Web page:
Shannon Vallor, Ph.D. is Associate Professor of Philosophy at Santa Clara University in California, where she teaches the philosophy of science and technology as well as engineering ethics. Her primary research project concerns the impact of emerging technologies on the cultivation of moral and intellectual virtues, and her research has been published in journals such as Ethics and Information Technology, Philosophy of Technology and Techne, as well as in Springer's upcoming edited collection, Ethics of Information Warfare. She is currently working on a book, 21st Century Virtue: An Ethical Framework For Living Well With Emerging Technologies. Professor Vallor is a member of the Executive Board of the international Society for Philosophy and Technology, a Scholar of the Markkula Center for Applied Ethics and a steering member of SCU's Center for Science, Technology and Society.
The Future of Military Virtue: Autonomous Systems and the Moral Deskilling of the Military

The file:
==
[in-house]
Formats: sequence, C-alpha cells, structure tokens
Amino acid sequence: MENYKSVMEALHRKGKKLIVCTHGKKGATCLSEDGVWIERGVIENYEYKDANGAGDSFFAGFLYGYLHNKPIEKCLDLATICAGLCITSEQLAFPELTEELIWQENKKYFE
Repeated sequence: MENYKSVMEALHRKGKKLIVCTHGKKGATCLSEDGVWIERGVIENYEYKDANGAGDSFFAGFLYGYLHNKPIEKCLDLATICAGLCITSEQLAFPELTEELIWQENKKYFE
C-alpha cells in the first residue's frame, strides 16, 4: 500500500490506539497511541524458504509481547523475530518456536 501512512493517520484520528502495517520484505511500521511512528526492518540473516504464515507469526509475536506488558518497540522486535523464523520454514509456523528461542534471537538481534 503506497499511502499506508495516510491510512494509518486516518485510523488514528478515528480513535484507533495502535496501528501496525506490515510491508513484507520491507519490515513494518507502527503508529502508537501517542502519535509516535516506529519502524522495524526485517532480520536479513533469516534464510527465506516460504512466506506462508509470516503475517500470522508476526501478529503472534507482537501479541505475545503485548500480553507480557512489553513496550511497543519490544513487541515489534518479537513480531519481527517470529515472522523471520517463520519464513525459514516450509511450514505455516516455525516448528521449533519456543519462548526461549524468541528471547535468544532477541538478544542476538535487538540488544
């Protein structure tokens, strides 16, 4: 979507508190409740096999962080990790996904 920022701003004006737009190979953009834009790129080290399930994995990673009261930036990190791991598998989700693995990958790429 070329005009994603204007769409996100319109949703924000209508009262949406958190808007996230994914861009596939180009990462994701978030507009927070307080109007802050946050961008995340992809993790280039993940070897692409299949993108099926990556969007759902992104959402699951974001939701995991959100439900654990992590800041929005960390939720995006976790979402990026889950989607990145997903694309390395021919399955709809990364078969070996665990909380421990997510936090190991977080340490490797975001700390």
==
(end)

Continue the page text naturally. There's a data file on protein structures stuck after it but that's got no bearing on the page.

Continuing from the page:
Autonomous systems, including unmanned aerial vehicles (UAVs), anti-munitions systems, armed robots, cyber attack and cyber defence systems, are projected to become the centrepiece of 21st century military and counter-terrorism operations. This trend challenges legal experts, policymakers and military ethicists to make sense of these developments within existing normative frameworks of international law and just war theory. This paper highlights a different yet equally profound ethical challenge: understanding how this trend may lead to a moral deskilling of the military profession, potentially destabilizing traditional norms of military virtue and their power to motivate moral restraint in the conduct of war. Employing the normative framework of virtue ethics, I argue that professional ideals of military virtue such as courage, integrity, and honour help to distinguish legitimate uses of military force from amoral, criminal or mercenary violence, while also preserving the minimal sense of moral community needed to secure a meaningful peace in war’s aftermath. Yet the cultivation of these virtues in a human being presupposes repeated practice of the skills of moral analysis, deliberation and action, especially in the ethical use of force. As with the historical deskilling of other professions, such practices could be made redundant by autonomous or semi-autonomous machines, with a resulting devaluation and/or loss of the skills and virtues they facilitate. This paper explores the circumstances under which this redundancy could result in a new ‘moral deskilling’ of the military profession, a risk that remains significant even with a commitment to ‘human on the loop’ protocols. I conclude by summarizing the potentially deleterious consequences of such an outcome, and reflecting on possible strategies for its prevention.